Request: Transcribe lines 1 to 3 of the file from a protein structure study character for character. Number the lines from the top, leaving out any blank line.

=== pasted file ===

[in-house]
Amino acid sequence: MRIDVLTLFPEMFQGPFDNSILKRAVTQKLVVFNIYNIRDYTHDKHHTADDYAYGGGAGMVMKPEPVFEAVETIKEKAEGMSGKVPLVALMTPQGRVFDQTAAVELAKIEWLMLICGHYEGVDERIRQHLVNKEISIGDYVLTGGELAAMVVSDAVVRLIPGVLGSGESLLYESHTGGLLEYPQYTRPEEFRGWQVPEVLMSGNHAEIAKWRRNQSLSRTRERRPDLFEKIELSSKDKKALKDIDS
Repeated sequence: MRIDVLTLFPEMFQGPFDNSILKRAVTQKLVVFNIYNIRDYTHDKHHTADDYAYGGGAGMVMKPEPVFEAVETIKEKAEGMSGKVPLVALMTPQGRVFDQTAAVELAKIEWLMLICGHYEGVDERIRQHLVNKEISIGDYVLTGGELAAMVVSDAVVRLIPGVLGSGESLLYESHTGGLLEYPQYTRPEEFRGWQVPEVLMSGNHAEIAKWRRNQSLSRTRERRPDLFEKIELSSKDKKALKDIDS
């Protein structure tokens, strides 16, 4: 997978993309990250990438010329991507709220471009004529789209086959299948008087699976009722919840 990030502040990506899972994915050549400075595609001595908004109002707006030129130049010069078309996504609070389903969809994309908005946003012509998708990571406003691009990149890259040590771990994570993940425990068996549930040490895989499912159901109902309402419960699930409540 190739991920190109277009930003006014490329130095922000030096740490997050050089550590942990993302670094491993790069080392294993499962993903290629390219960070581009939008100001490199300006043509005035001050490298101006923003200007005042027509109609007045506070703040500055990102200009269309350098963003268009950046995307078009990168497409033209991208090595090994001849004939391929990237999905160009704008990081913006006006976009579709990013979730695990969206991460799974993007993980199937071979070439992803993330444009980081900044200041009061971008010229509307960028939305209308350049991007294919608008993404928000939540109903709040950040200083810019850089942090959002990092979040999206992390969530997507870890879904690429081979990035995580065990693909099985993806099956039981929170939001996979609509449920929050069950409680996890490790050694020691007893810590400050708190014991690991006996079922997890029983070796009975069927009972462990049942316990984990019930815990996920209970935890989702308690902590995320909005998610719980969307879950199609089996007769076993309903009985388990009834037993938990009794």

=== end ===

[in-house]
Amino acid sequence: MRIDVLTLFPEMFQGPFDNSILKRAVTQKLVVFNIYNIRDYTHDKHHTADDYAYGGGAGMVMKPEPVFEAVETIKEKAEGMSGKVPLVALMTPQGRVFDQTAAVELAKIEWLMLICGHYEGVDERIRQHLVNKEISIGDYVLTGGELAAMVVSDAVVRLIPGVLGSGESLLYESHTGGLLEYPQYTRPEEFRGWQVPEVLMSGNHAEIAKWRRNQSLSRTRERRPDLFEKIELSSKDKKALKDIDS
Repeated sequence: MRIDVLTLFPEMFQGPFDNSILKRAVTQKLVVFNIYNIRDYTHDKHHTADDYAYGGGAGMVMKPEPVFEAVETIKEKAEGMSGKVPLVALMTPQGRVFDQTAAVELAKIEWLMLICGHYEGVDERIRQHLVNKEISIGDYVLTGGELAAMVVSDAVVRLIPGVLGSGESLLYESHTGGLLEYPQYTRPEEFRGWQVPEVLMSGNHAEIAKWRRNQSLSRTRERRPDLFEKIELSSKDKKALKDIDS